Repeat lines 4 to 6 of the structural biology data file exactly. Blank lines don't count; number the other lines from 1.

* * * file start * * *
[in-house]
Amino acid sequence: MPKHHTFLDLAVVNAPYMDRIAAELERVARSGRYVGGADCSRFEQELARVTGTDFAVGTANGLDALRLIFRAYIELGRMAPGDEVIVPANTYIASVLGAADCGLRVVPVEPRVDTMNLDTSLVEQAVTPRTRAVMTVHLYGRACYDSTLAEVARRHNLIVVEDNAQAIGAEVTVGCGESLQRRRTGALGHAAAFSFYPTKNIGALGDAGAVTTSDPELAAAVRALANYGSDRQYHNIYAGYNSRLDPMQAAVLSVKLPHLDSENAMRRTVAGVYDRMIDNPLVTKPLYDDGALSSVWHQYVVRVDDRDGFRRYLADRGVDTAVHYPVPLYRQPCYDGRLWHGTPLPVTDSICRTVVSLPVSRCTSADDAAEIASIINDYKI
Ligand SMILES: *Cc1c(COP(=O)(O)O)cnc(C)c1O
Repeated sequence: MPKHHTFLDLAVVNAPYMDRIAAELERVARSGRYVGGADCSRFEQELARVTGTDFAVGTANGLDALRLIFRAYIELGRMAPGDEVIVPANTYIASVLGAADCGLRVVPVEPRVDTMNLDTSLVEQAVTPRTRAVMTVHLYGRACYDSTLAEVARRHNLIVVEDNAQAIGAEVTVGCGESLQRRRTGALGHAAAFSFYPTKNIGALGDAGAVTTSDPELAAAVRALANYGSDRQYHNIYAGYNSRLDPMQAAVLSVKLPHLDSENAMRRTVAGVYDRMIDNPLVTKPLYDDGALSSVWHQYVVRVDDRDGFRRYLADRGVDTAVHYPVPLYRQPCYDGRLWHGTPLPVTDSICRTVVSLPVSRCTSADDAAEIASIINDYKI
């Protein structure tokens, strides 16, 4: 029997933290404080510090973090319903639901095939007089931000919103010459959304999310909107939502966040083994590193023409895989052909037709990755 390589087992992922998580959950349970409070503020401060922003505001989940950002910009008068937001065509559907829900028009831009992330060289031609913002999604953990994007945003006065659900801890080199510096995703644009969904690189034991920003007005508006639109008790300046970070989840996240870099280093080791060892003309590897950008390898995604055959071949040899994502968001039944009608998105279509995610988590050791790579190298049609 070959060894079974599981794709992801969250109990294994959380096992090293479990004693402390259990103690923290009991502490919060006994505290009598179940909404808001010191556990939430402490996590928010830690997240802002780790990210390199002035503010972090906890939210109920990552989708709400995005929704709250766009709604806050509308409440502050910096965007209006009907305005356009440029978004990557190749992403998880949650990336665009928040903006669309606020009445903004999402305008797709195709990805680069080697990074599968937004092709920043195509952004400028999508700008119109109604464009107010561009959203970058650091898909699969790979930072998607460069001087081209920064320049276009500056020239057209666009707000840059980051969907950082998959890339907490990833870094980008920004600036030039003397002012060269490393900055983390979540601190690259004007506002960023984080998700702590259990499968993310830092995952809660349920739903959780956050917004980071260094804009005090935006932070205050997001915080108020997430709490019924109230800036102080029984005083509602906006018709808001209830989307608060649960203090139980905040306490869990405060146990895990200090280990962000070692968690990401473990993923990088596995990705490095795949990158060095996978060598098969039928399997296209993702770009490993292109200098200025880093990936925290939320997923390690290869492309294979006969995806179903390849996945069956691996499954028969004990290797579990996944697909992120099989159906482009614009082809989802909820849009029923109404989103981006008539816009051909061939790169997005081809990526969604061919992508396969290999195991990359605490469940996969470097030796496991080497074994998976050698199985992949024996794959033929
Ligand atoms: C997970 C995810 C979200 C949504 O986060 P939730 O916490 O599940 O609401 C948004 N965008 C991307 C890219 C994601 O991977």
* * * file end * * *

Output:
Repeated sequence: MPKHHTFLDLAVVNAPYMDRIAAELERVARSGRYVGGADCSRFEQELARVTGTDFAVGTANGLDALRLIFRAYIELGRMAPGDEVIVPANTYIASVLGAADCGLRVVPVEPRVDTMNLDTSLVEQAVTPRTRAVMTVHLYGRACYDSTLAEVARRHNLIVVEDNAQAIGAEVTVGCGESLQRRRTGALGHAAAFSFYPTKNIGALGDAGAVTTSDPELAAAVRALANYGSDRQYHNIYAGYNSRLDPMQAAVLSVKLPHLDSENAMRRTVAGVYDRMIDNPLVTKPLYDDGALSSVWHQYVVRVDDRDGFRRYLADRGVDTAVHYPVPLYRQPCYDGRLWHGTPLPVTDSICRTVVSLPVSRCTSADDAAEIASIINDYKI
């Protein structure tokens, strides 16, 4: 029997933290404080510090973090319903639901095939007089931000919103010459959304999310909107939502966040083994590193023409895989052909037709990755 390589087992992922998580959950349970409070503020401060922003505001989940950002910009008068937001065509559907829900028009831009992330060289031609913002999604953990994007945003006065659900801890080199510096995703644009969904690189034991920003007005508006639109008790300046970070989840996240870099280093080791060892003309590897950008390898995604055959071949040899994502968001039944009608998105279509995610988590050791790579190298049609 070959060894079974599981794709992801969250109990294994959380096992090293479990004693402390259990103690923290009991502490919060006994505290009598179940909404808001010191556990939430402490996590928010830690997240802002780790990210390199002035503010972090906890939210109920990552989708709400995005929704709250766009709604806050509308409440502050910096965007209006009907305005356009440029978004990557190749992403998880949650990336665009928040903006669309606020009445903004999402305008797709195709990805680069080697990074599968937004092709920043195509952004400028999508700008119109109604464009107010561009959203970058650091898909699969790979930072998607460069001087081209920064320049276009500056020239057209666009707000840059980051969907950082998959890339907490990833870094980008920004600036030039003397002012060269490393900055983390979540601190690259004007506002960023984080998700702590259990499968993310830092995952809660349920739903959780956050917004980071260094804009005090935006932070205050997001915080108020997430709490019924109230800036102080029984005083509602906006018709808001209830989307608060649960203090139980905040306490869990405060146990895990200090280990962000070692968690990401473990993923990088596995990705490095795949990158060095996978060598098969039928399997296209993702770009490993292109200098200025880093990936925290939320997923390690290869492309294979006969995806179903390849996945069956691996499954028969004990290797579990996944697909992120099989159906482009614009082809989802909820849009029923109404989103981006008539816009051909061939790169997005081809990526969604061919992508396969290999195991990359605490469940996969470097030796496991080497074994998976050698199985992949024996794959033929
Ligand atoms: C997970 C995810 C979200 C949504 O986060 P939730 O916490 O599940 O609401 C948004 N965008 C991307 C890219 C994601 O991977």